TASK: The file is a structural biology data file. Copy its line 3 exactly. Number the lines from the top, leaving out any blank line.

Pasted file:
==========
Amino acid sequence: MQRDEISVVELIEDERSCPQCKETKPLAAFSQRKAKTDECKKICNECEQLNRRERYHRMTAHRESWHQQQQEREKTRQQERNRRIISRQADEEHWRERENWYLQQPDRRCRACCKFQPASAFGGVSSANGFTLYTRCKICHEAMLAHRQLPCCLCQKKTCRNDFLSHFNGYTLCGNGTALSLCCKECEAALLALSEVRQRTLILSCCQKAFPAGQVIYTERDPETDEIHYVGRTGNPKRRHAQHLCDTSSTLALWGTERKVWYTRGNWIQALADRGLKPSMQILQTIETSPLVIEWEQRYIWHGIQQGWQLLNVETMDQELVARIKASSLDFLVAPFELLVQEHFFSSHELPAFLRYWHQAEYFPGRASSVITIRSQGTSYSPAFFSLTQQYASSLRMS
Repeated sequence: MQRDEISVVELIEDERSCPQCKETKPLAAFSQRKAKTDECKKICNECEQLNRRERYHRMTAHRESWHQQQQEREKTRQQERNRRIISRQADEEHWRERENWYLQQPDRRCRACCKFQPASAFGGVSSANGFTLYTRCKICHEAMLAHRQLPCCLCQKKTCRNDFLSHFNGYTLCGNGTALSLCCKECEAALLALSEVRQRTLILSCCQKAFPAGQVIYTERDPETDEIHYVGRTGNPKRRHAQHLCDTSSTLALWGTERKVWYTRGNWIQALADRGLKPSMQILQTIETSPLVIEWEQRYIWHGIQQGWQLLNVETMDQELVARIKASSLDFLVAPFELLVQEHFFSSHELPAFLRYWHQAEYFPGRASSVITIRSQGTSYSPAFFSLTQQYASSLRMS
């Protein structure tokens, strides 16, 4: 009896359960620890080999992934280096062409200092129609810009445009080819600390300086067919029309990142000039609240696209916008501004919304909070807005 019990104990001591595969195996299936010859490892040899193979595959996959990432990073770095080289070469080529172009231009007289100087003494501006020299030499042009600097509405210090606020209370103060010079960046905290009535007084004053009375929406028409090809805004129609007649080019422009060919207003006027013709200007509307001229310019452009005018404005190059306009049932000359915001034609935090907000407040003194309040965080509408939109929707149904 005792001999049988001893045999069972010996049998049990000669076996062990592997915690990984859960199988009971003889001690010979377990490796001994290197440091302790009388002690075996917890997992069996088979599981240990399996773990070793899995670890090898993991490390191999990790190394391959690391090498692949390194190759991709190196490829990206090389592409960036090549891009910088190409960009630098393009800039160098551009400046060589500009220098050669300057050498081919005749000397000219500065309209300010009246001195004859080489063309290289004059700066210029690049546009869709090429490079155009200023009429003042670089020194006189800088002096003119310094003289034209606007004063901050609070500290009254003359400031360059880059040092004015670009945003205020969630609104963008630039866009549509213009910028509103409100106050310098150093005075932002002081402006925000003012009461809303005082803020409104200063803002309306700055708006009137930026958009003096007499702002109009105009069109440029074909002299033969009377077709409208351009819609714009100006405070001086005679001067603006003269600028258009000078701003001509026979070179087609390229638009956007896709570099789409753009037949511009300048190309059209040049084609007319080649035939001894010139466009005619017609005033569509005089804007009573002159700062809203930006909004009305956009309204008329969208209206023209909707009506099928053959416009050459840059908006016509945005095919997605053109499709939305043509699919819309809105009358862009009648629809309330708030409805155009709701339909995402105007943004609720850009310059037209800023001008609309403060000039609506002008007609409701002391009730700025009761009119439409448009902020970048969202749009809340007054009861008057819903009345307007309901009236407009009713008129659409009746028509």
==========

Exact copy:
């Protein structure tokens, strides 16, 4: 009896359960620890080999992934280096062409200092129609810009445009080819600390300086067919029309990142000039609240696209916008501004919304909070807005 019990104990001591595969195996299936010859490892040899193979595959996959990432990073770095080289070469080529172009231009007289100087003494501006020299030499042009600097509405210090606020209370103060010079960046905290009535007084004053009375929406028409090809805004129609007649080019422009060919207003006027013709200007509307001229310019452009005018404005190059306009049932000359915001034609935090907000407040003194309040965080509408939109929707149904 005792001999049988001893045999069972010996049998049990000669076996062990592997915690990984859960199988009971003889001690010979377990490796001994290197440091302790009388002690075996917890997992069996088979599981240990399996773990070793899995670890090898993991490390191999990790190394391959690391090498692949390194190759991709190196490829990206090389592409960036090549891009910088190409960009630098393009800039160098551009400046060589500009220098050669300057050498081919005749000397000219500065309209300010009246001195004859080489063309290289004059700066210029690049546009869709090429490079155009200023009429003042670089020194006189800088002096003119310094003289034209606007004063901050609070500290009254003359400031360059880059040092004015670009945003205020969630609104963008630039866009549509213009910028509103409100106050310098150093005075932002002081402006925000003012009461809303005082803020409104200063803002309306700055708006009137930026958009003096007499702002109009105009069109440029074909002299033969009377077709409208351009819609714009100006405070001086005679001067603006003269600028258009000078701003001509026979070179087609390229638009956007896709570099789409753009037949511009300048190309059209040049084609007319080649035939001894010139466009005619017609005033569509005089804007009573002159700062809203930006909004009305956009309204008329969208209206023209909707009506099928053959416009050459840059908006016509945005095919997605053109499709939305043509699919819309809105009358862009009648629809309330708030409805155009709701339909995402105007943004609720850009310059037209800023001008609309403060000039609506002008007609409701002391009730700025009761009119439409448009902020970048969202749009809340007054009861008057819903009345307007309901009236407009009713008129659409009746028509």